FAA Reduces Minimum Flight Requirements at New York Airports Until Late 2024

The U.S. government has announced that it will extend cuts to minimum flight requirements at congested New York City-area airports through October 2024 due to shortages in air traffic controller staffing. This decision aims to provide relief to airlines that have faced delays resulting from staffing issues. If airlines do not use their takeoff and landing slots at congested airports at least 80% of the time, they can lose them under minimum flight requirements. 


However, the waiver allows airlines to retain their slots even if they do not fly some flights. The FAA has stated that the number of certified controllers at the New York Terminal Radar Approach Control (N90) is insufficient to handle normal traffic levels, and it continues to work on finding a long-term solution to address the chronic low levels of fully certified air traffic controllers at N90. Airlines for America, an industry group, has expressed appreciation for the latest waiver extension as the FAA continues to navigate air traffic controller staffing shortages. U.S. airlines will continue to operate larger aircraft to help alleviate the pressure. 


U.S. airlines have expressed growing frustration with air traffic control (ATC) shortages, which have led to flight delays. In August, the FAA extended temporary cuts to minimum flight requirements at congested New York City-area airports and Washington National Airport through Oct. 28 due to staffing shortages. This came after Delta Air Lines and United Airlines sought permission not to fly up to 10% of flights. JetBlue Airways CEO Robin Hayes has stated that the system cannot cope with the number of flights today, and airlines received an initial waiver for flights in March quite late. Therefore, they need to get ahead of this issue. Due to air traffic shortages, airlines have voluntarily cut flights during a record-setting U.S. summer travel season. However, they want to add more flights to address demand.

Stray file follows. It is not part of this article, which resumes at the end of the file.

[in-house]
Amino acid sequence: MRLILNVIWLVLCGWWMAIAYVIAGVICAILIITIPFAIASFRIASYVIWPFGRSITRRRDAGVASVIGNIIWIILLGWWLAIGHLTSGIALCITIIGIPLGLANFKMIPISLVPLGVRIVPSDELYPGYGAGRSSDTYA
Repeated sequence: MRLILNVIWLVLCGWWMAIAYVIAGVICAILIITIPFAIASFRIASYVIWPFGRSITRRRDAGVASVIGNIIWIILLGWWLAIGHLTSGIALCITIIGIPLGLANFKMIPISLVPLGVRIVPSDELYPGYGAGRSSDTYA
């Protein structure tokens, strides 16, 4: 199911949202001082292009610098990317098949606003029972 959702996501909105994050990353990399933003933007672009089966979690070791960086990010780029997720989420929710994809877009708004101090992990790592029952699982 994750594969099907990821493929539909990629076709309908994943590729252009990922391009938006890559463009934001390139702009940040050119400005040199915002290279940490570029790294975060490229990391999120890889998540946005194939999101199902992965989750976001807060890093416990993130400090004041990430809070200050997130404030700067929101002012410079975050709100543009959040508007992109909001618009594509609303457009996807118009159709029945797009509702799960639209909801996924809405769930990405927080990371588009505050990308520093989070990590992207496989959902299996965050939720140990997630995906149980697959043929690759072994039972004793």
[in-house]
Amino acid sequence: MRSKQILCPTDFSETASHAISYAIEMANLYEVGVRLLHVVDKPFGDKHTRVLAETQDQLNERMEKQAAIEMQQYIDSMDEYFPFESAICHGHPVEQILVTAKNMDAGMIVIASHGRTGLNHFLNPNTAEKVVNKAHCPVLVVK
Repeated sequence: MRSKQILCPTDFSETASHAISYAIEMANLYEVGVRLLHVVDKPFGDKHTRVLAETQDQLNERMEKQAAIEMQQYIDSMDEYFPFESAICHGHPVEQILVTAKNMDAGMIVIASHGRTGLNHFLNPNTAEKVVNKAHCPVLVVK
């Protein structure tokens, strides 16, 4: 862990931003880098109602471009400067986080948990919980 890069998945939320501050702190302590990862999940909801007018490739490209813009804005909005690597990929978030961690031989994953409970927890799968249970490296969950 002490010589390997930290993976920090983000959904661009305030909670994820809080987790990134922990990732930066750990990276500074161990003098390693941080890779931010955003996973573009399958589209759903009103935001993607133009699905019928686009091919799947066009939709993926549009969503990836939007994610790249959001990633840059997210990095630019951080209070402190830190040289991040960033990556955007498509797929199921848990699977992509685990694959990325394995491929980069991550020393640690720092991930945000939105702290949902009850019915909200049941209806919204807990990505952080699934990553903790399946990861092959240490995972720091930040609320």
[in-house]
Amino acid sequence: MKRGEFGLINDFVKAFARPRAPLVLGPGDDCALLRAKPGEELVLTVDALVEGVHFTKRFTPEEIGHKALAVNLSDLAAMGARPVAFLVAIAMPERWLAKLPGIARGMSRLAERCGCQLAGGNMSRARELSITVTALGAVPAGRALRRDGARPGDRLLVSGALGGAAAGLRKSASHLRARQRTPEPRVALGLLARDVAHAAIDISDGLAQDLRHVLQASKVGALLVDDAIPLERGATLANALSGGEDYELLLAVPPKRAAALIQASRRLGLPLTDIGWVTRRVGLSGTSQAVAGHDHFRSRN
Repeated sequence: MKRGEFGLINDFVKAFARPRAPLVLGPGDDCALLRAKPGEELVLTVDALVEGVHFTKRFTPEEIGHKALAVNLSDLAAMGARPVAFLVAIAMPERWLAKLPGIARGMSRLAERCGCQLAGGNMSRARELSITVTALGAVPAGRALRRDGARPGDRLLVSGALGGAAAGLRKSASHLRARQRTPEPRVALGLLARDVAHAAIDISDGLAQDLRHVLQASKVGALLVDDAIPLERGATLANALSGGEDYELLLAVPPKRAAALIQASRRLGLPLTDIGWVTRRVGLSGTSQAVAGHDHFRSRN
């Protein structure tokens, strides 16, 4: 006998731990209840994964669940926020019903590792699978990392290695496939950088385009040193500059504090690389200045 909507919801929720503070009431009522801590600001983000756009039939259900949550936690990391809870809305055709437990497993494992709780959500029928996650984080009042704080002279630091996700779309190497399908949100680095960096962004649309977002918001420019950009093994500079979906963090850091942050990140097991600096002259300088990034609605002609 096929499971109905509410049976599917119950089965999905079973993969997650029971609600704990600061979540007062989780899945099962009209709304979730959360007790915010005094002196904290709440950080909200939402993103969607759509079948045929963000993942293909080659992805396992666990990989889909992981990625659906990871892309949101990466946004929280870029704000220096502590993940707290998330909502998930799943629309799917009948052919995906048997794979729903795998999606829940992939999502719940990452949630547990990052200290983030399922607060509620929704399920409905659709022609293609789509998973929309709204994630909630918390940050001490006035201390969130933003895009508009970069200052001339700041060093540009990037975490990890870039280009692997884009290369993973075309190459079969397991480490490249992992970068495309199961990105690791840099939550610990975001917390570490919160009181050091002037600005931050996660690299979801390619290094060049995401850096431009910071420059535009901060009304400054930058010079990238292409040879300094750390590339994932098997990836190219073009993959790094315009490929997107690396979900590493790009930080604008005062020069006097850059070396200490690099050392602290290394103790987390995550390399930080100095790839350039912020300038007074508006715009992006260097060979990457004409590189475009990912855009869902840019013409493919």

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The FAA has met its yearly goal of hiring 1,500 controllers but is still around 3,000 controllers behind staffing targets. A government watchdog report in June revealed that critical ATC facilities face significant staffing challenges, posing risks to air traffic operations. During the summer of 2022, there were 41,498 flights from New York airports that experienced delays due to ATC staffing issues. The report also highlighted that N90 staffing was at just 54%. The United States has experienced several near-miss aviation incidents this year, including some involving apparent controller mistakes that could have been catastrophic. The FAA currently has 10,700 certified controllers, which is slightly up from 10,578 in 2022, virtually the same as 2021, and down 10% from 2012. To cover shortages, controllers work mandatory overtime and six-day work weeks at several facilities.

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